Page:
UPDATE: This picture is flying around Twitter right now, and purports to be an televised image of ISIS selling their female captives into slavery. In fact, via Google Translate, and a Twitter friend, we discover it is something else, entirely:
Witnessed a march of supporters of President Mohamed Morsi, isolated in Abu silos in Beheira, students do Antmyat Brotherhood to wear white clothes, and put themselves in the form of an iron cage, was mounted on one of the cars during the march, carrying banners inscribed with the slogan Yellow fourth. The march began from the mosque, Sheikh Khalid Biboualemtamir, chanting slogans to condemn the arrest of seven girls waxing, and tried to imprisonment for 11 years.
We do know that women have been kidnapped by ISIS and given to their men as “wives”, so — to our Western sensibilities — the image is a still good prompt to pray for all of the women being victimized in Iraq and Syria. But it does not appear to be what people were thinking; just a student protest.
So, let’s take a look at this story about the Kurdish women who are training to kill the sort of men who do capture and sell women:
Hundreds of mothers, sisters and daughters have taken up arms and devoted their lives to protecting Iraq’s Kurdish population against the threat of the Islamic State.
Known as the women peshmerga of the 2nd Battalion, the group is made up of 550 female fighters led by Col. Nahida Ahmad Rashid, Barcroft reports.
The soldiers have not yet faced the Islamic State since the terrorists seized control of towns in Kurdistan, but the group has carried out in-depth exercises in the scorching heat of Sulaymaniyah to prepare themselves for battle.
They see the U.S. wading in to protect a favored ally in Iraq’s Kurdish Regional Government, but leaving the rest of Iraq to fend for itself since militants in the Islamic State displaced hundreds of thousands of Shiite Arabs when they seized the city of Mosul in June.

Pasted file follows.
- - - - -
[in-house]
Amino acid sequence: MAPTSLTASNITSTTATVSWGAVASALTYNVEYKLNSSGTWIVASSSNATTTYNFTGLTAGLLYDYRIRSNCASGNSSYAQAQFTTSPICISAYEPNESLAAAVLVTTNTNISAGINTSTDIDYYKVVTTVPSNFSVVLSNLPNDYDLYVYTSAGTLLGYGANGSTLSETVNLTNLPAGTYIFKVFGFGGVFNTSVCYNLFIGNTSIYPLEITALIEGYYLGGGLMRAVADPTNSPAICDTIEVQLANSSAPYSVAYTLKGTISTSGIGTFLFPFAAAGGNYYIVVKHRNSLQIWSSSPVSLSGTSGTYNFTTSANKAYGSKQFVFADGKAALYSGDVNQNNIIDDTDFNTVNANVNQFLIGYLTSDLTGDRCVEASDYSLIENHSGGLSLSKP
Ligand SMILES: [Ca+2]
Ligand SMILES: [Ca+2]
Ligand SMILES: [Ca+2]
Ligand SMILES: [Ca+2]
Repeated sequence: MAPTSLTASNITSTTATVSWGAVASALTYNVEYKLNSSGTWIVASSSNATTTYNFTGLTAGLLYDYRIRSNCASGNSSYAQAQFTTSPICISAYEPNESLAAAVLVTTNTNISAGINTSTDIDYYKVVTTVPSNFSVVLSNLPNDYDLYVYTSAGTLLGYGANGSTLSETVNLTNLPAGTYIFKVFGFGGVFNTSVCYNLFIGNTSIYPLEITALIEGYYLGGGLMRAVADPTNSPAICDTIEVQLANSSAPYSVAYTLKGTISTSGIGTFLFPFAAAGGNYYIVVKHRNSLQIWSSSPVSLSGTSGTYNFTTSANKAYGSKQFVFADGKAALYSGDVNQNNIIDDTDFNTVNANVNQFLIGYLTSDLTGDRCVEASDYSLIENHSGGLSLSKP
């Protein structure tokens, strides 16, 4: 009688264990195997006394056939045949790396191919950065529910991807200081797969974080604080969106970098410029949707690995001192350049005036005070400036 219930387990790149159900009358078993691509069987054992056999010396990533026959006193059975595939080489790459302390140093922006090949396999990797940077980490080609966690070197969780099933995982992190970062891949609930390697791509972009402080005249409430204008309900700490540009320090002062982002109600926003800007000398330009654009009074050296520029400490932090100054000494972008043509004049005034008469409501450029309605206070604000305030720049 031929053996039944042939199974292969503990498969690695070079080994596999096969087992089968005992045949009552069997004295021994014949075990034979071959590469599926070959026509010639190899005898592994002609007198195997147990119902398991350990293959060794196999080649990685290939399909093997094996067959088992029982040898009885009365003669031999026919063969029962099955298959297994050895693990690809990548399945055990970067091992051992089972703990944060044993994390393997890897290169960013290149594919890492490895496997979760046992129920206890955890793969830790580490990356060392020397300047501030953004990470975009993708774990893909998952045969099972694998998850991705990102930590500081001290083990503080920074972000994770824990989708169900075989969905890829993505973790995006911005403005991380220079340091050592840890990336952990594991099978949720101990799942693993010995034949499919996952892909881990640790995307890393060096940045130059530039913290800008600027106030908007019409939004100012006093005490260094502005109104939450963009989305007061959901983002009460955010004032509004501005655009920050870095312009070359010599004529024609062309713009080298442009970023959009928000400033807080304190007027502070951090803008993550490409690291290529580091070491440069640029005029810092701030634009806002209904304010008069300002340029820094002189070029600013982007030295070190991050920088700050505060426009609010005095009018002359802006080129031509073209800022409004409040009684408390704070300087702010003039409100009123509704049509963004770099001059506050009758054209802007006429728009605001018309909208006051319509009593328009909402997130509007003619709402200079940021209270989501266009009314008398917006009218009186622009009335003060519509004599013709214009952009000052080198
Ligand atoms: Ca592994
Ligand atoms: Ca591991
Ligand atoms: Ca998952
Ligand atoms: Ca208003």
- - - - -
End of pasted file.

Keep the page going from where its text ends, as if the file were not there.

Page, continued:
“From the beginning, the Iraqi government has asked America to step in to a dangerous situation for the Shiites,” said Farid al Ibrahimi, a Shiite lawmaker. “When (the Islamic State) tried to attack the Kurdistan region, the movement by the Americans was so, so, so fast.”
And, too, the Christians! People still don’t seem to want to talk about the Christians who have been purged and exiled from Iraq.
It’s okay. Obama is going to preside over a UN Security Council meeting — because he’s a special president…I guess?…so he gets to do that?
According to administration officials, who revealed Obama’s plan to chair a UNSC meeting exclusively to the liberal news outlet Think Progress, the nature of the threat and a counterterrorism strategy designed to address it will be on the agenda.
“Specifically the meeting will cover the phenomenon of foreign fighters travelling to conflict zones and joining terrorist organizations, as seen in the surge in foreigners joining ranks with such groups as Jahbat al-Nusra in Syria,” Think Progress reported.
TP does not, however, mention the terror threat posed by the Islamic State in both Iraq and Syria, where a July estimate suggested over 10,000 Western fighters are training for and executing attacks.
Meanwhile, the video at this link was taped July 20, and we are viewing it too late — the Christians are all gone from Mosul and the surrounding areas — but this video is beautiful and sad, and I wish we had seen it earlier.
“Our country is like a rose, and its petals are the Christians, the Arabs, the Kurds, the Sabians, the Shabak people…these are all our countrymen.” . . .Another panelist agrees: “The Christians have done nothing wrong. They haven’t hurt a soul. On the contrary, they are peaceful people, who love all sects. They are honorable people, with high moral values.”
So, did the pope call for a military solution? Well, despite the stupid “News from 1096 AD” headline from Vox, which I won’t link to, because why encourage them, here is the full translated text of the Pope’s remarks:
I am only in the agreement in the fact that when there is an unjust aggressor he is to be stopped.
Yes, I am willing [to go there]. But I think I can say this, when we heard with my collaborators about the killings of the religious minorities, the problem at that moment in Kurdistan was that they could not receive so many people. It’s a problem that one can understand. What can be done? We thought about many things. First of all a communique was issued by Fr Lombardi in my name. Afterwards that communique was sent to all the nunciatures so that it be communicated to governments. Then we wrote a letter to the Secretary General of the United Nations. Many things …. And at the end we decided to send our personal envoy—Cardinal Filoni, and I said if it were necessary when we return from Korea we can go there. It was one of the possibilities. This is my answer. I am willing [to go there]. At the moment it is not the best thing to do, but I am ready for this.
I think he’s saying all that can reasonably be said for the moment, but I agree with the fellow on Twitter who said, “A rational person would look at the Pope’s statement as evidence of how extreme the Iraq situation has become.”
Rational people. An increasingly odd concept in our crazy times, yes?
Despite the way President Obama made it sound all tidy last week, while leaving thousands of “the elderly, the very young and the sick” atop Mount Sinjar the Yazidis are saying no, the crisis is not over.
CNEWA is rushing help as it can